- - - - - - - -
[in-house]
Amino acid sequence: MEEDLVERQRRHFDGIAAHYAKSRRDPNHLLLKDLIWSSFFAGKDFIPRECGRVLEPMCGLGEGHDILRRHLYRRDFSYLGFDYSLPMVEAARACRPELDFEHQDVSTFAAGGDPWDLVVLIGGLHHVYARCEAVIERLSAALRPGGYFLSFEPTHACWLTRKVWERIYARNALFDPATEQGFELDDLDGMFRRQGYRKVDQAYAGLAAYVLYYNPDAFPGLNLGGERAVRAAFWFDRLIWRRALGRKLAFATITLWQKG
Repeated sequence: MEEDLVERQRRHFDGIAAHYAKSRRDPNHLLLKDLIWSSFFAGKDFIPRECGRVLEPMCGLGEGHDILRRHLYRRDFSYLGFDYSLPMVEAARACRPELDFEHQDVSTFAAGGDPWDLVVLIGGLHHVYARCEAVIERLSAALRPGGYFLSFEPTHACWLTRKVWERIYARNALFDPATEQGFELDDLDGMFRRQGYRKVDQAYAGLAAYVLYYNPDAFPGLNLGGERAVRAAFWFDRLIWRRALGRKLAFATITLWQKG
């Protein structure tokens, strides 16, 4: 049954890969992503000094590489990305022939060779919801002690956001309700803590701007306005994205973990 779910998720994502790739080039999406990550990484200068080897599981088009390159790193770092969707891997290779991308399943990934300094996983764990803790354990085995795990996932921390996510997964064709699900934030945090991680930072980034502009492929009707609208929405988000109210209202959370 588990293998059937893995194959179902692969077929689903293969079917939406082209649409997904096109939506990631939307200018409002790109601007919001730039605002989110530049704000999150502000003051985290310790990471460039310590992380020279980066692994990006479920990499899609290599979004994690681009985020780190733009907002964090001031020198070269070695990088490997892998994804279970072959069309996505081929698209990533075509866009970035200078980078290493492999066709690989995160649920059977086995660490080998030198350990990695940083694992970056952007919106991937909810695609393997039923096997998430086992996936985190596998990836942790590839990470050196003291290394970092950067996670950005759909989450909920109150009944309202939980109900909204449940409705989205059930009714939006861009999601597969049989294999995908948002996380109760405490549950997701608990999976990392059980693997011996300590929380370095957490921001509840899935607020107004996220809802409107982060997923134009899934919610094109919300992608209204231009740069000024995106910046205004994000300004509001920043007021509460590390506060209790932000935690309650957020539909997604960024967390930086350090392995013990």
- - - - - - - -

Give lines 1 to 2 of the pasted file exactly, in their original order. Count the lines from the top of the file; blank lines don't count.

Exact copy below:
[in-house]
Amino acid sequence: MEEDLVERQRRHFDGIAAHYAKSRRDPNHLLLKDLIWSSFFAGKDFIPRECGRVLEPMCGLGEGHDILRRHLYRRDFSYLGFDYSLPMVEAARACRPELDFEHQDVSTFAAGGDPWDLVVLIGGLHHVYARCEAVIERLSAALRPGGYFLSFEPTHACWLTRKVWERIYARNALFDPATEQGFELDDLDGMFRRQGYRKVDQAYAGLAAYVLYYNPDAFPGLNLGGERAVRAAFWFDRLIWRRALGRKLAFATITLWQKG